Chathuranga Abeysinghe: First and foremost, I am extremely happy to see how CIMA Sri Lanka is encouraging engagement between its students and past graduates who are now industry leaders. I’m also proud to be among the few selected to be a panellist and was delighted to share my experience with the younger generation at a time when the world is changing rapidly. The career festival was well organised and handled with professionalism, further elevating CIMA’s already high standards.

Zahara Ansary: The CIMA ‘Hundred & 10%’ virtual career festival was easily the event of the month for professionals and students in Colombo. We received so many registrations, and viewership for the programmes was even more. We are extremely delighted with the success of this inaugural event and I am thankful to all our speakers, panellists, judges, moderators and participants. At the ‘Hackathon’, which had a record number of 51 teams registering, the participants got a taste of how CIMA case studies work – practical, real-life scenarios with less number-crunching and more business strategising. The ‘Elevator Pitch’ event attracted 25 applications, and the finalists received valuable individual feedback from an esteemed panel of judges.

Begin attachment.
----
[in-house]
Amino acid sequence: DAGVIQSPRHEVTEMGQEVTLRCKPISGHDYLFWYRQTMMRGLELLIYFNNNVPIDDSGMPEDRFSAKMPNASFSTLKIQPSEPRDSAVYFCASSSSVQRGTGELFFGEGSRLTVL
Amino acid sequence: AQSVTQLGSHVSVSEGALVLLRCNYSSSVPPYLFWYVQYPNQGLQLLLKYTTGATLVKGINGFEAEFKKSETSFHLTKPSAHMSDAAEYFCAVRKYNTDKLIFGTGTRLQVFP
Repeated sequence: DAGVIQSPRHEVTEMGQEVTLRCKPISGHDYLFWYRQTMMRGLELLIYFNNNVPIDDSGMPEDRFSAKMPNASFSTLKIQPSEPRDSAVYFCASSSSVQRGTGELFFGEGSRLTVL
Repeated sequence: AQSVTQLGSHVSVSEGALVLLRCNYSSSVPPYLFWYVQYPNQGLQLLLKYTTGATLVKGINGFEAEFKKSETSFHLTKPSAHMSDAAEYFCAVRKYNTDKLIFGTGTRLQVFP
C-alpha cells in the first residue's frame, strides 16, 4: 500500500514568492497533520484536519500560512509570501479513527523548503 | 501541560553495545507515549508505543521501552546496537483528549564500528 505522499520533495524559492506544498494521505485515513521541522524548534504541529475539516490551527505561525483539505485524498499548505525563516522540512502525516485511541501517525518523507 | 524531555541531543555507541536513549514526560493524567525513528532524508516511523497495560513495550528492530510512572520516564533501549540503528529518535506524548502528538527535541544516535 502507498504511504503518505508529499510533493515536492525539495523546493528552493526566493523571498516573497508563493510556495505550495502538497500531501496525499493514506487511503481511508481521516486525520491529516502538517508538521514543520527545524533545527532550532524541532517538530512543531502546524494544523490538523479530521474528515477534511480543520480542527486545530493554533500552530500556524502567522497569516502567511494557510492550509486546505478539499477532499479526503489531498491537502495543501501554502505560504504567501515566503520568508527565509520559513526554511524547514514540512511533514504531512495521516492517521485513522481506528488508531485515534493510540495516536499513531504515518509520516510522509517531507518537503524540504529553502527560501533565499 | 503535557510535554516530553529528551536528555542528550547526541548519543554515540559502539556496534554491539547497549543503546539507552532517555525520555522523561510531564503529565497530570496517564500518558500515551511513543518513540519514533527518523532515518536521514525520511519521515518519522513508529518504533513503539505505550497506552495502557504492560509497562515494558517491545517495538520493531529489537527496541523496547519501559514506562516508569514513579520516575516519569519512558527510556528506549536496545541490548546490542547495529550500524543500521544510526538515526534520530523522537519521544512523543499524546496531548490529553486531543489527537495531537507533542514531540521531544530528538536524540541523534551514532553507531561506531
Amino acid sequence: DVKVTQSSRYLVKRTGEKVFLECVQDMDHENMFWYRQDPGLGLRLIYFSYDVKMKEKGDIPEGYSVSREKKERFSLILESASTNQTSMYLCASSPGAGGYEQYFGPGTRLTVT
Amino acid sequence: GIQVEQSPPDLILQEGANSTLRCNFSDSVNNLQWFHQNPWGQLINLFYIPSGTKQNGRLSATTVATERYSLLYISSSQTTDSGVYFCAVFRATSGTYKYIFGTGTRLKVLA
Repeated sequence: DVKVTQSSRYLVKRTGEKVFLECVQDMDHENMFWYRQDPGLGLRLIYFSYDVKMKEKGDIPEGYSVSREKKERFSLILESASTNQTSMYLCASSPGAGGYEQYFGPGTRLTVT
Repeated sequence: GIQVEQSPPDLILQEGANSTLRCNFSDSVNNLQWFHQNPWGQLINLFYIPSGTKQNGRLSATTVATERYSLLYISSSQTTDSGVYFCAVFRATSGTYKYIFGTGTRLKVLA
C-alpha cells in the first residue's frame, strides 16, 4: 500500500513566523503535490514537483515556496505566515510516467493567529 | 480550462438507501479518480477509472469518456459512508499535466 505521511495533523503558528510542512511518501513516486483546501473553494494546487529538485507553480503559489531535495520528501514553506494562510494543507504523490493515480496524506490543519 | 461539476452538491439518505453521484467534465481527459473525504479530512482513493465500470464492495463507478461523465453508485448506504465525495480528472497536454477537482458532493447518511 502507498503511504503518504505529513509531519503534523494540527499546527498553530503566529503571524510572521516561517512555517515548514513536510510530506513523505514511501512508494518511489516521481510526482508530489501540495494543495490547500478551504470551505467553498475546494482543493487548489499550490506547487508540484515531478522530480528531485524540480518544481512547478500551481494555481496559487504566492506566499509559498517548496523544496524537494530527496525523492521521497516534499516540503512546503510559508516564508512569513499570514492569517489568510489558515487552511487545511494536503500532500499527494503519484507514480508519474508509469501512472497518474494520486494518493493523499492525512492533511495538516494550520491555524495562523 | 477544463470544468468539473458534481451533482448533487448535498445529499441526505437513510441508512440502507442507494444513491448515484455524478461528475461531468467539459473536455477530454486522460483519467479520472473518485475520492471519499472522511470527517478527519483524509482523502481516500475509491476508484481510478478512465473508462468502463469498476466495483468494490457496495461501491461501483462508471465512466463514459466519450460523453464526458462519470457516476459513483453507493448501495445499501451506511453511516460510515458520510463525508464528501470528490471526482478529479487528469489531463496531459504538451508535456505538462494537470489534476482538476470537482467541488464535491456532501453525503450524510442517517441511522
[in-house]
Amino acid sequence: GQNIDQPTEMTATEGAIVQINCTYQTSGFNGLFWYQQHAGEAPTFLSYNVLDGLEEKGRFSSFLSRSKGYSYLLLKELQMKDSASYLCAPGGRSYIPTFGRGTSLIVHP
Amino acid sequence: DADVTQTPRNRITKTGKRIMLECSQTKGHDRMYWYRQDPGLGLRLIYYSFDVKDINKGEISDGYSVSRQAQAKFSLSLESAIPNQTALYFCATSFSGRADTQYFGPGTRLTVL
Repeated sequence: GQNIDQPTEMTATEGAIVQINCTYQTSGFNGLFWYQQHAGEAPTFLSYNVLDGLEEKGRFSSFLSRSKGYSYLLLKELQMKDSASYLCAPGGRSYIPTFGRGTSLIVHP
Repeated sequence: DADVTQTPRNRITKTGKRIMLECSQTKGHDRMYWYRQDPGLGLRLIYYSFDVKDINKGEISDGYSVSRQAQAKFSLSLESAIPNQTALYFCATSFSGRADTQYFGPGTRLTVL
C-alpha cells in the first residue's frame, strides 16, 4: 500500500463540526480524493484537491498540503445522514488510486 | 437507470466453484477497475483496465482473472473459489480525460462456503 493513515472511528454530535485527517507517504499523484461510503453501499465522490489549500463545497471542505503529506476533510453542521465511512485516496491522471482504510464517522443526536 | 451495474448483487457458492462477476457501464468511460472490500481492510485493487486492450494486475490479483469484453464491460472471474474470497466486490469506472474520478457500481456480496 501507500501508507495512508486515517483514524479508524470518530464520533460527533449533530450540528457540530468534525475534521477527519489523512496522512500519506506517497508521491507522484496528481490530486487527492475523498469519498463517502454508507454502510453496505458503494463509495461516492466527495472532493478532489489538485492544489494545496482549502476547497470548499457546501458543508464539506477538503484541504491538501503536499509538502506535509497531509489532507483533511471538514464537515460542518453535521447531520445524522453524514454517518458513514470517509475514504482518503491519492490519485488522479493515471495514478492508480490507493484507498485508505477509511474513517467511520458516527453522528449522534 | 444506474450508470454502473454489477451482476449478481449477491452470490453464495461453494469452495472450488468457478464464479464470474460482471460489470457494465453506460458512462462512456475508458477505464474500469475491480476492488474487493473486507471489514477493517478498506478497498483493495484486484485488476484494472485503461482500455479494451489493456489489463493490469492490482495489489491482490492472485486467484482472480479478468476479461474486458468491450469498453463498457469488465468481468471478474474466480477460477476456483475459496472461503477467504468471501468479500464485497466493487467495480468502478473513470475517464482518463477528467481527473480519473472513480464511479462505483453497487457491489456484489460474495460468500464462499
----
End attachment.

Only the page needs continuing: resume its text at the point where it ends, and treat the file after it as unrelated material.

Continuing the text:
Q: What advantages would students have gained from experiencing this virtual career festival?

Thewarathanthri: Social interactions, whether it is business or education, have changed drastically due to this global pandemic. So much so that 74% of global learning at a corporate level has gone virtual, also pushing the education sector to adopt this practice. However, there are pros and cons to it.

On one hand, operating virtually enables all students to access the global village. By logging in from wherever you are in the world, the digital space enables the coming together of different time zones to one virtual classroom. So, for those who could not previously access such resources, this is definitely a helping hand. However, similarly, as the need to physically go to a university does not exist, students miss out on a certain amount of classroom experience and exposure that is needed to receive working knowledge. I believe students need a hybrid of the two to succeed.

Abeysinghe: I lead both Talent Analytics and Data Science at MAS, and a main issue I see in fresh graduates is the inability to comprehend the context and a lack of appreciation for learning new things. Not having done collective work at ages 20-23 also makes it very difficult for them to work with others.